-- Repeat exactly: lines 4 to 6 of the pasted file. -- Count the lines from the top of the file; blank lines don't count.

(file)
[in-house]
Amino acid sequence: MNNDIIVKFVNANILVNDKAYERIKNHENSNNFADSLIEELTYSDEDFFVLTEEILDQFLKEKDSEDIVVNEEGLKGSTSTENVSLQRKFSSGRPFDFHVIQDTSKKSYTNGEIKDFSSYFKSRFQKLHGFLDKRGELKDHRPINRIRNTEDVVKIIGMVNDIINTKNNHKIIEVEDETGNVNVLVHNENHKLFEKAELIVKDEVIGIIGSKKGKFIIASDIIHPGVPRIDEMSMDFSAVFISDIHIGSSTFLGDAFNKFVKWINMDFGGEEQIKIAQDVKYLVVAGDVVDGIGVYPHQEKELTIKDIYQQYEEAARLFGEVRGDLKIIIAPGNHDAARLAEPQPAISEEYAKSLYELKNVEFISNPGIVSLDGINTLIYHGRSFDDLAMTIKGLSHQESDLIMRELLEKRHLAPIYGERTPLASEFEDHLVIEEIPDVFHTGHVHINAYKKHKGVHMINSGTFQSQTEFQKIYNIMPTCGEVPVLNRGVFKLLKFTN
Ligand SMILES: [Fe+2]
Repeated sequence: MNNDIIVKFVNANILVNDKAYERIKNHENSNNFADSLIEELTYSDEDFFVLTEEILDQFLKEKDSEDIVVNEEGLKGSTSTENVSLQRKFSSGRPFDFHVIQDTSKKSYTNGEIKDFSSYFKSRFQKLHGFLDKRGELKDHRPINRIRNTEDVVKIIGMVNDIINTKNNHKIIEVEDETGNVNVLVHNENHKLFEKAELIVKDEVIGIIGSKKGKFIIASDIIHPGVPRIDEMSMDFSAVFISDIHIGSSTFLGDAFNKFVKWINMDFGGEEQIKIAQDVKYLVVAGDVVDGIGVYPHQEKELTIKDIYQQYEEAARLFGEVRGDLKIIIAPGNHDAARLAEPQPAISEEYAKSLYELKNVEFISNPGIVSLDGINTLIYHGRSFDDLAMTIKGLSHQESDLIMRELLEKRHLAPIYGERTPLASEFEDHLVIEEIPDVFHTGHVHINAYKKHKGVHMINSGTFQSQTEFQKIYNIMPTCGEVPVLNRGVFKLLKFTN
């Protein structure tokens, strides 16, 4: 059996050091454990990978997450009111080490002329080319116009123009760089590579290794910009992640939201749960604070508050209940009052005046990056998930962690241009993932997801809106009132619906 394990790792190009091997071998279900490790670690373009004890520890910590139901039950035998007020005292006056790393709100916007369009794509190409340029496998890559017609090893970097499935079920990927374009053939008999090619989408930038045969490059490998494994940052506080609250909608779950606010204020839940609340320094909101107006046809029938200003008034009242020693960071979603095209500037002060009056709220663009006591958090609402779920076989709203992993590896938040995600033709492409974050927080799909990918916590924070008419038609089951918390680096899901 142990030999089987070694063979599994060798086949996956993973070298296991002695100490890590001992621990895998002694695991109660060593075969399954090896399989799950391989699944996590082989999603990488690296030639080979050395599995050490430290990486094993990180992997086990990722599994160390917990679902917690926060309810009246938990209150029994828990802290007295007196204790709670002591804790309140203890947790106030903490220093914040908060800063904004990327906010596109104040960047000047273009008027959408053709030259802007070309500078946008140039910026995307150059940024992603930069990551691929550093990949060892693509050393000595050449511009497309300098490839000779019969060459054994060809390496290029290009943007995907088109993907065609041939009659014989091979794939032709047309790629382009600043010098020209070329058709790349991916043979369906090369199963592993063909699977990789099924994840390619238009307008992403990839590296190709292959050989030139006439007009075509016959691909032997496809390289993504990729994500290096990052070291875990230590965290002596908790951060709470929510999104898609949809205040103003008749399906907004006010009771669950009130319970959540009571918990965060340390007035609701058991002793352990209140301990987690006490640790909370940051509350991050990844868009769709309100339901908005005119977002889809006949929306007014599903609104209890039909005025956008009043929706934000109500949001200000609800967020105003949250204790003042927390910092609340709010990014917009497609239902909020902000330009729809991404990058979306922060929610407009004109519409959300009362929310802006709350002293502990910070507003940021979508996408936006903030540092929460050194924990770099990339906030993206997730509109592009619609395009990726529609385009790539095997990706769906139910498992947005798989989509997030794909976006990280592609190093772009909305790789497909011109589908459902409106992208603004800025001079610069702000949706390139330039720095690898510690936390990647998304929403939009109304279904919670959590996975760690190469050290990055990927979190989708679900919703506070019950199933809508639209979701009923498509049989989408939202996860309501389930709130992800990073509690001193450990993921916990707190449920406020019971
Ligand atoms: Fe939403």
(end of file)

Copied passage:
Repeated sequence: MNNDIIVKFVNANILVNDKAYERIKNHENSNNFADSLIEELTYSDEDFFVLTEEILDQFLKEKDSEDIVVNEEGLKGSTSTENVSLQRKFSSGRPFDFHVIQDTSKKSYTNGEIKDFSSYFKSRFQKLHGFLDKRGELKDHRPINRIRNTEDVVKIIGMVNDIINTKNNHKIIEVEDETGNVNVLVHNENHKLFEKAELIVKDEVIGIIGSKKGKFIIASDIIHPGVPRIDEMSMDFSAVFISDIHIGSSTFLGDAFNKFVKWINMDFGGEEQIKIAQDVKYLVVAGDVVDGIGVYPHQEKELTIKDIYQQYEEAARLFGEVRGDLKIIIAPGNHDAARLAEPQPAISEEYAKSLYELKNVEFISNPGIVSLDGINTLIYHGRSFDDLAMTIKGLSHQESDLIMRELLEKRHLAPIYGERTPLASEFEDHLVIEEIPDVFHTGHVHINAYKKHKGVHMINSGTFQSQTEFQKIYNIMPTCGEVPVLNRGVFKLLKFTN
């Protein structure tokens, strides 16, 4: 059996050091454990990978997450009111080490002329080319116009123009760089590579290794910009992640939201749960604070508050209940009052005046990056998930962690241009993932997801809106009132619906 394990790792190009091997071998279900490790670690373009004890520890910590139901039950035998007020005292006056790393709100916007369009794509190409340029496998890559017609090893970097499935079920990927374009053939008999090619989408930038045969490059490998494994940052506080609250909608779950606010204020839940609340320094909101107006046809029938200003008034009242020693960071979603095209500037002060009056709220663009006591958090609402779920076989709203992993590896938040995600033709492409974050927080799909990918916590924070008419038609089951918390680096899901 142990030999089987070694063979599994060798086949996956993973070298296991002695100490890590001992621990895998002694695991109660060593075969399954090896399989799950391989699944996590082989999603990488690296030639080979050395599995050490430290990486094993990180992997086990990722599994160390917990679902917690926060309810009246938990209150029994828990802290007295007196204790709670002591804790309140203890947790106030903490220093914040908060800063904004990327906010596109104040960047000047273009008027959408053709030259802007070309500078946008140039910026995307150059940024992603930069990551691929550093990949060892693509050393000595050449511009497309300098490839000779019969060459054994060809390496290029290009943007995907088109993907065609041939009659014989091979794939032709047309790629382009600043010098020209070329058709790349991916043979369906090369199963592993063909699977990789099924994840390619238009307008992403990839590296190709292959050989030139006439007009075509016959691909032997496809390289993504990729994500290096990052070291875990230590965290002596908790951060709470929510999104898609949809205040103003008749399906907004006010009771669950009130319970959540009571918990965060340390007035609701058991002793352990209140301990987690006490640790909370940051509350991050990844868009769709309100339901908005005119977002889809006949929306007014599903609104209890039909005025956008009043929706934000109500949001200000609800967020105003949250204790003042927390910092609340709010990014917009497609239902909020902000330009729809991404990058979306922060929610407009004109519409959300009362929310802006709350002293502990910070507003940021979508996408936006903030540092929460050194924990770099990339906030993206997730509109592009619609395009990726529609385009790539095997990706769906139910498992947005798989989509997030794909976006990280592609190093772009909305790789497909011109589908459902409106992208603004800025001079610069702000949706390139330039720095690898510690936390990647998304929403939009109304279904919670959590996975760690190469050290990055990927979190989708679900919703506070019950199933809508639209979701009923498509049989989408939202996860309501389930709130992800990073509690001193450990993921916990707190449920406020019971
Ligand atoms: Fe939403």